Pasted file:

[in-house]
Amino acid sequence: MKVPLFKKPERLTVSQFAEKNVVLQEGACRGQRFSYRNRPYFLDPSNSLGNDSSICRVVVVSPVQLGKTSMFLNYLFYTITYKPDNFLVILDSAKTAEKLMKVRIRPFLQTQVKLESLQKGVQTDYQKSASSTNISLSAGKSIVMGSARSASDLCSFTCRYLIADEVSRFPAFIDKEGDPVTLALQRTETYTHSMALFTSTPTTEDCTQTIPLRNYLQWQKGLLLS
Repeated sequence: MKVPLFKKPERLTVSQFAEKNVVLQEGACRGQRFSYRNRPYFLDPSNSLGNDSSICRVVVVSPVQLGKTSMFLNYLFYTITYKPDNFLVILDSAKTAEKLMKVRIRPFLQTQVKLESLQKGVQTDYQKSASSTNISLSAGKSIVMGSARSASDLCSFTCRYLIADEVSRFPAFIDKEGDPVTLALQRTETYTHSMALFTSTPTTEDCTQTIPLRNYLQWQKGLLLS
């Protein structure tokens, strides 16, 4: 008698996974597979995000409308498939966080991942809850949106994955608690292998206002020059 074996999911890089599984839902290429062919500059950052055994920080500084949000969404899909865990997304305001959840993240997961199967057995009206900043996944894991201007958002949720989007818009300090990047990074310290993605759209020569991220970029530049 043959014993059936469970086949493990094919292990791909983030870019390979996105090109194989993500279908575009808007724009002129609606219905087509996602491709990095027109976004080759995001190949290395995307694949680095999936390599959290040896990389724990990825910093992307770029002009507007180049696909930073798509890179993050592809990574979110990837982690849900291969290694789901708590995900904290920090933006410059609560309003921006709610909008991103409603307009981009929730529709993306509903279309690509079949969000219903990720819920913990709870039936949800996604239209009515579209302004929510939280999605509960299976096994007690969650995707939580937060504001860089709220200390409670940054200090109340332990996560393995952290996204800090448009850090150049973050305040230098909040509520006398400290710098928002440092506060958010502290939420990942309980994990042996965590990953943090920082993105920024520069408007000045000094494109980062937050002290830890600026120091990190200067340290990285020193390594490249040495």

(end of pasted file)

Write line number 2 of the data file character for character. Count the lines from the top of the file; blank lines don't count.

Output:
Amino acid sequence: MKVPLFKKPERLTVSQFAEKNVVLQEGACRGQRFSYRNRPYFLDPSNSLGNDSSICRVVVVSPVQLGKTSMFLNYLFYTITYKPDNFLVILDSAKTAEKLMKVRIRPFLQTQVKLESLQKGVQTDYQKSASSTNISLSAGKSIVMGSARSASDLCSFTCRYLIADEVSRFPAFIDKEGDPVTLALQRTETYTHSMALFTSTPTTEDCTQTIPLRNYLQWQKGLLLS